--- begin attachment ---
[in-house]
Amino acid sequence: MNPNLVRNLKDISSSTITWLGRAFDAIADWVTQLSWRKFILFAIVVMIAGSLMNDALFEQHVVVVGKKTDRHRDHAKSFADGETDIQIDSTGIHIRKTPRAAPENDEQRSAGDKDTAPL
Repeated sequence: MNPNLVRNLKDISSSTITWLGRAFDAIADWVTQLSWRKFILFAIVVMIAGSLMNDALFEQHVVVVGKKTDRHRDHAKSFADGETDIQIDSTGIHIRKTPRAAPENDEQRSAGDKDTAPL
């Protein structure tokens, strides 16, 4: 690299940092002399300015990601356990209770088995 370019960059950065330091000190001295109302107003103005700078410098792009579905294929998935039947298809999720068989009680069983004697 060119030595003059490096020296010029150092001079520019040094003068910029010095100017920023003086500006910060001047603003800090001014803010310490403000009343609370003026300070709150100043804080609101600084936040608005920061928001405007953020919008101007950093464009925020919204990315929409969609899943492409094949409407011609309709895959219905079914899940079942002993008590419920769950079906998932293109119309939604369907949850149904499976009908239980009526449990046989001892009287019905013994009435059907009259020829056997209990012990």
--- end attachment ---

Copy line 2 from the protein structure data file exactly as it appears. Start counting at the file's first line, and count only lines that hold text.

Amino acid sequence: MNPNLVRNLKDISSSTITWLGRAFDAIADWVTQLSWRKFILFAIVVMIAGSLMNDALFEQHVVVVGKKTDRHRDHAKSFADGETDIQIDSTGIHIRKTPRAAPENDEQRSAGDKDTAPL